WESTFIELD - "Painters Who Pot: Potters Who Paint," an invitational show installed at the Portage Hill Art Gallery on Route 394 between Mayville and Westfield, will run for the month of August. The show will include the work of Stephanie Brash, Audrey Kay Dowling and Jim Reno. The artist reception for this show will occur on Sunday from 7 to 9 p.m. at the gallery. Everyone is welcome to join in the fun of meeting the artists and sharing a cake to celebrate the 30th year of business of Portage Hill Art Gallery.
Dowling, gallery owner, has worked in both media throughout her career as an artist. She is also an avid reader of artist's biographies. In her reading she noticed that a number of internationally well-known painters, including Picasso, Vlaminck, Gauguin, Matisse and Jackson Pollock and others had also made pottery during their painting careers. When developing the concept of this show, Dowling started to consider what crossovers exist between the mediums and the regional artists best known for their quality and use of both clay and 2D media. Reno and Brash were logical choices to add to Dowling's own multimedia works in this show.
In a conversation with Brash about her motives for working in both clay and paint and drawing media, Brash explained that she is an interdisciplinary artist who has always worked in both two and three dimensions to express her interest in figurative and representational forms, animals and narrative works that investigate memory and familial relationships. Her early two-dimensional works were drawings and paintings in oils, oil pastel and acrylics while three-dimensional works were masks and sculpture in paper-mache. Now she is working primarily in clay.
Jim Reno’s artwork will be displayed in the “Painters Who Pot: Potters Who Paint” exhibit, opening at the Portage Hill Art Gallery on Sunday.
"I stumbled upon clay and it has become a passion," Brash said. "It is very different from painting yet I find similarities. I love the idea of making objects that are intended to be interacted with on a direct physical level just as I have in making each piece.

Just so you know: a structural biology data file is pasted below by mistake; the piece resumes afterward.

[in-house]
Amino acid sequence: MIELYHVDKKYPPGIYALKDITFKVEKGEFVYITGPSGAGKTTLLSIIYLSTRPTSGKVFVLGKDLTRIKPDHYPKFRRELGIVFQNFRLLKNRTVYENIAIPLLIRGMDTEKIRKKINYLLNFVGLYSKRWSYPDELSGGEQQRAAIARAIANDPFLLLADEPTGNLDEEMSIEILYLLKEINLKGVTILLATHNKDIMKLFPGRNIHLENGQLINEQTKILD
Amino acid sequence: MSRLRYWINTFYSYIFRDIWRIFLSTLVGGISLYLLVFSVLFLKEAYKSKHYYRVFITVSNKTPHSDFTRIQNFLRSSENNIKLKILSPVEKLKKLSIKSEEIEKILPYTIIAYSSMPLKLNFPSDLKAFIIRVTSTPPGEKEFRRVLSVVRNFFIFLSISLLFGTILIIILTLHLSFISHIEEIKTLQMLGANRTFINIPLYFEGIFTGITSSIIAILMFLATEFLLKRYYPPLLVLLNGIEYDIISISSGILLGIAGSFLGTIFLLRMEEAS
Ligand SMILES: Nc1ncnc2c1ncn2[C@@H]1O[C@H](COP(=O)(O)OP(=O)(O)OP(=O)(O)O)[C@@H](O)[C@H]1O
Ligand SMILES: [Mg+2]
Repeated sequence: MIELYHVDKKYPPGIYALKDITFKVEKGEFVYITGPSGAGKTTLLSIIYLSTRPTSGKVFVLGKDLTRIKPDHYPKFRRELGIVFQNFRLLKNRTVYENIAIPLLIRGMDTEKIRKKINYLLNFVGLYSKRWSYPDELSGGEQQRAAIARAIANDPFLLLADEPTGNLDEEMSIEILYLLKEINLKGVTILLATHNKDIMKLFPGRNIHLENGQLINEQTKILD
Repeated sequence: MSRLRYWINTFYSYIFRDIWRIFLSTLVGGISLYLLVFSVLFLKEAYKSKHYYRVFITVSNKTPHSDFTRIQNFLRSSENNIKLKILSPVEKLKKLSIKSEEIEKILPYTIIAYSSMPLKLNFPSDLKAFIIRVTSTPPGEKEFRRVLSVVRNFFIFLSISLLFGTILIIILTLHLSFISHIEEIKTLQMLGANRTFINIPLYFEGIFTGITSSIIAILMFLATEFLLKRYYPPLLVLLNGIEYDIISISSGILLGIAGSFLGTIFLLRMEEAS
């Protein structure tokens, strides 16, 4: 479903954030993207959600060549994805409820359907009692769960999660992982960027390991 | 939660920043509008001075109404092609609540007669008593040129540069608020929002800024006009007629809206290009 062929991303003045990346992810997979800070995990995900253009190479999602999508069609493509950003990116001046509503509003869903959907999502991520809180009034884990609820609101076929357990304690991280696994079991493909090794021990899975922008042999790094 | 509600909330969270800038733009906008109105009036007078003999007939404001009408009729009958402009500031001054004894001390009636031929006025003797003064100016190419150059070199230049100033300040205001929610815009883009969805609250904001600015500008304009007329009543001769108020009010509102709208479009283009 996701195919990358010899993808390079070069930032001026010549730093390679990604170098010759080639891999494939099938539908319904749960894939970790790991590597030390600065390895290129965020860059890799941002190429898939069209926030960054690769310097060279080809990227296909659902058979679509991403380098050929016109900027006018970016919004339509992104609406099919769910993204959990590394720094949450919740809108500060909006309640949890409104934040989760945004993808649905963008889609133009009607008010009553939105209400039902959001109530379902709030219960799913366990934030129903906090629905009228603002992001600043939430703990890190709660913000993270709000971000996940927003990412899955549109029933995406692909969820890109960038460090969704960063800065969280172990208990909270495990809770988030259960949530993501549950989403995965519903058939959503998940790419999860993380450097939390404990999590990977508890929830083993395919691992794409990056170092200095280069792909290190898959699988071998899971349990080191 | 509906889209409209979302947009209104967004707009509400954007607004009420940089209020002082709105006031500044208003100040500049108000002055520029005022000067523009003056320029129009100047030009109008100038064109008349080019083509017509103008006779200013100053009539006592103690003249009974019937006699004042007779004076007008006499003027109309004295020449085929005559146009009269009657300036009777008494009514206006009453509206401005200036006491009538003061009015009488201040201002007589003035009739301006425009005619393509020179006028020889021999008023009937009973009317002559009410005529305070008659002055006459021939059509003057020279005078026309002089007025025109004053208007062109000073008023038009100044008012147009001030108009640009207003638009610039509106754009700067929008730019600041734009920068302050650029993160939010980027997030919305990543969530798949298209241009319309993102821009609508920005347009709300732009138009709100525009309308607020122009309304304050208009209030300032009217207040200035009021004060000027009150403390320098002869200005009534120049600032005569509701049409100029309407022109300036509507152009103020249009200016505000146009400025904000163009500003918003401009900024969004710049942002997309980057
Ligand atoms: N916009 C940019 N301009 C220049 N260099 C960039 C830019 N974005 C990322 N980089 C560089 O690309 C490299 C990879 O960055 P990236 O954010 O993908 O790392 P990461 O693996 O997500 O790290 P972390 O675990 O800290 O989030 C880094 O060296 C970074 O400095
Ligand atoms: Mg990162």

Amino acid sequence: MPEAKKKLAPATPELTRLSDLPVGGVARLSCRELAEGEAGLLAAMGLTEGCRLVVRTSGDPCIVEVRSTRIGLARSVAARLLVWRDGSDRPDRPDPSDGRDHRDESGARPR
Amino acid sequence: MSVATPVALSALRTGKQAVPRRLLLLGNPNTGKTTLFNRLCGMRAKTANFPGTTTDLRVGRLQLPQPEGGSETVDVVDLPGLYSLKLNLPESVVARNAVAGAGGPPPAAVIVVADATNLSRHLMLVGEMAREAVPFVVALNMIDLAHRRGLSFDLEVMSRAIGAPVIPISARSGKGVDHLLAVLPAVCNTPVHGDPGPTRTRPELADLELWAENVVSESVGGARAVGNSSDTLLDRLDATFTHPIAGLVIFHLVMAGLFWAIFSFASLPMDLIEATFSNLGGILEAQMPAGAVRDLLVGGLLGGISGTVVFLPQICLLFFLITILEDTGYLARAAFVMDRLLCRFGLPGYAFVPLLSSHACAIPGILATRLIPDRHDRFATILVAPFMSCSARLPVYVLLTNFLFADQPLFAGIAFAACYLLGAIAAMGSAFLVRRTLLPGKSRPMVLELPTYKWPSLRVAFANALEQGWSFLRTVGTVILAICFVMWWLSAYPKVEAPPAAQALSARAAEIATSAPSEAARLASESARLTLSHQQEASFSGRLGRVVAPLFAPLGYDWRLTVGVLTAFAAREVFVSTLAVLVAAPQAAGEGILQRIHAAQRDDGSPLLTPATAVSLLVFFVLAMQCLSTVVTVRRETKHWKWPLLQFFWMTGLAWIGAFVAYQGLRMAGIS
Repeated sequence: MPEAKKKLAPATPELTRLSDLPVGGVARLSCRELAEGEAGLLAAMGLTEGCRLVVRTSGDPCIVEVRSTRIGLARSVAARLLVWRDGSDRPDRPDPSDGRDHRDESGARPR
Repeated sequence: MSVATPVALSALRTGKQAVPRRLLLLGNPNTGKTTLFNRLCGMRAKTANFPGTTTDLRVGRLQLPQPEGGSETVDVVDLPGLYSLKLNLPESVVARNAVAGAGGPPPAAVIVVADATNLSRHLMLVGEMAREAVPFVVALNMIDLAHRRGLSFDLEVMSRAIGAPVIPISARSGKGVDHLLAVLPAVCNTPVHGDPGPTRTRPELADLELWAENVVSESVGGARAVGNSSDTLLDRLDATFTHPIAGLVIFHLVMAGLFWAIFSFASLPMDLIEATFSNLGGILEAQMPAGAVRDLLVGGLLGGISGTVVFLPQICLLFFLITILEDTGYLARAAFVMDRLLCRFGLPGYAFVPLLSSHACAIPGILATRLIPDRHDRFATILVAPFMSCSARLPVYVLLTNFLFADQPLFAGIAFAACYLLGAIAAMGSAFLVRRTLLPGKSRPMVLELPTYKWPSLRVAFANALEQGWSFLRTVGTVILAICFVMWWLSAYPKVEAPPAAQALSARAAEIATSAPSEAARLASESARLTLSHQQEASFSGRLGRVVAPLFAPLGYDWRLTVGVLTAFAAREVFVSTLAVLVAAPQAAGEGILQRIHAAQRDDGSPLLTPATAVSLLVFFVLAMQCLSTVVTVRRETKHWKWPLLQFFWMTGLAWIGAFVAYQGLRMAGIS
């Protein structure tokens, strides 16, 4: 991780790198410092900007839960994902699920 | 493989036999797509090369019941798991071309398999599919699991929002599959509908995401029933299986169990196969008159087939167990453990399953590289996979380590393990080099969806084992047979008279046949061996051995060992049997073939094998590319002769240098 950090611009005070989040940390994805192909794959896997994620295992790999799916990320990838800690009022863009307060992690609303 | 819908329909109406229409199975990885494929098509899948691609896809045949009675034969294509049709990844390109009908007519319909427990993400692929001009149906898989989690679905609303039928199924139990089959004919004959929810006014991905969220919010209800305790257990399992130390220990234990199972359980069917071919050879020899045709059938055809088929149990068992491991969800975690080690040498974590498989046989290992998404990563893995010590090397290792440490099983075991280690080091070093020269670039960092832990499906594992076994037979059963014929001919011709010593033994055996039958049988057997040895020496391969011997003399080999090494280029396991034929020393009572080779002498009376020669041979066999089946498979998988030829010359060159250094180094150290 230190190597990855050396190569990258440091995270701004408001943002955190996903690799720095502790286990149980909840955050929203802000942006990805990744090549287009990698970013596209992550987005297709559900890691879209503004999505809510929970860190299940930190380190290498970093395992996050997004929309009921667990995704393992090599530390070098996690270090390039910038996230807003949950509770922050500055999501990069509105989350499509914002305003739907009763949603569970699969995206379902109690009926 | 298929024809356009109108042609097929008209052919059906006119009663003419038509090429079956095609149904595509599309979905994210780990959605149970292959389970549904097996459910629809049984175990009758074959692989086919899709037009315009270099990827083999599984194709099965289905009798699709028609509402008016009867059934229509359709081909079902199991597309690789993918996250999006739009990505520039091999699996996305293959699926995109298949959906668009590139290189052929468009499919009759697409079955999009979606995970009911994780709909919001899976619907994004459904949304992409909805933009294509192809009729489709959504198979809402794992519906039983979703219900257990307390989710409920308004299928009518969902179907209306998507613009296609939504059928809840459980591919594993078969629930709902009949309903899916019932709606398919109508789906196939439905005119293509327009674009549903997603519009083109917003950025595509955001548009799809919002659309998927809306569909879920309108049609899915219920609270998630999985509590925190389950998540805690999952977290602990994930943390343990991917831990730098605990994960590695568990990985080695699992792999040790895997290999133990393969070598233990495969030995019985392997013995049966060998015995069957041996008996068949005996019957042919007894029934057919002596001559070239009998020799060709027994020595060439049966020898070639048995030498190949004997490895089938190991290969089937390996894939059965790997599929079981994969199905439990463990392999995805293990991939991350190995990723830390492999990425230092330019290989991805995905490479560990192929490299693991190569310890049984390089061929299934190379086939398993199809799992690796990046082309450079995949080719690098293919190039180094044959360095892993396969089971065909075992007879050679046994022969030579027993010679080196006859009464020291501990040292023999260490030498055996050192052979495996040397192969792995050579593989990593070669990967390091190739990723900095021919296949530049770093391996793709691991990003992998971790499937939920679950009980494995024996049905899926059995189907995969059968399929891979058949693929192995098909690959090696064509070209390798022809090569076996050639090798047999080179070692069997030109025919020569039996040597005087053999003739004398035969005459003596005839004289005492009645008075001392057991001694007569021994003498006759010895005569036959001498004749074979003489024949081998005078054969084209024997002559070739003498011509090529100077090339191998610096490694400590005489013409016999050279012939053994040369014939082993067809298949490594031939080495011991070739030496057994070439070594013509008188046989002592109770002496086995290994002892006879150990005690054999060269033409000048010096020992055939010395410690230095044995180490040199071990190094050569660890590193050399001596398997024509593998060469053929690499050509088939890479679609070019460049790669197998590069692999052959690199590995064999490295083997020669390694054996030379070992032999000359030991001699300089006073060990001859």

"Painting is a different matter. I start with an empty space and fill it. With clay the mass is there from the beginning. Don't get me wrong, I enjoy painting but it feels more illusory. Sometimes my process with clay feels like three-dimensional drawing with the incising of line, texture, dealing with edges and positive and negative space."
Dowling has used different painting and clay techniques throughout her 35-year art career. Her first Best in Show in Professional Crafts Award at the Bestor Plaza Show on the grounds of Chautauqua, was given to her ceramic Noah's ark in 1975. The following year a quilted piece of hers was accepted into a National Show in Greenburg, Pa., and she was also invited to participate in a national watercolor show that took place in Goshen, N.Y. From these early times of showing and exploring many different media as forms of self-expression, Dowling has continued to let what she wants to express dictate the media she will use, rather than choosing the media and then deciding what to say.
"I love to let my creativity fly and see no reason to limit myself as I work in my different studios," Dowling said. "The most fun of all occurs when I intersect lots of different visual art forms. I expect to be exploring more and more in that direction."
In addition to mixed media pieces and painting on clay pieces, Dowling does paint in more traditional manners, primarily using oils and gouache. Her clay work includes award winning one of a kind vases as well as functional pottery glazed in the sky, water and earth colors of the Lake Erie landscape that she so deeply loves.
Reno has been a potter in the Chautauqua region the longest of the three artists represented in this show. With his wife Pat, he has enjoyed a very successful career making pots for more than 40 years. Reno is best known for his functional porcelain work featuring his dragonflies, crows, chickens and his newest motif, Great Blue Herons, but he is also an avid painter who paints using oils on canvas almost daily.
"I just make pots and do some painting and I'm not even very receptive to formal schooling in art," Reno said. "What would have happened to Matisse or Picasso if they'd gone for that MFA?
"The crossover between painting and ceramics seems quite remote to me. To draw a picture of a pot and then produce it never seems to work for me. Historically many painters have worked in clay, but the connection always seems tenuous. Maybe it's all about drawing. To draw on a flat surface is interesting, but on a curved form it really gets intriguing. The work of Rudy Autio comes to mind."
Portage Hill Art Gallery is in its 30th year of serving its mission of bringing high quality regional artwork to the public. Donald and Audrey Dowling have been the owners since its inception. This Sunday reception is a time that the Dowlings would like to use to thank all of their gallery friends for all of the years of support they have given to the regional artists. There will be a free drawing for a ceramic piece and cake will be served. Everyone is invited.
Portage Hill Art Gallery is open daily 10 a.m. to 5 p.m. Monday through Saturday and closed Sunday throughout the month of August. For more information, call 326-4478.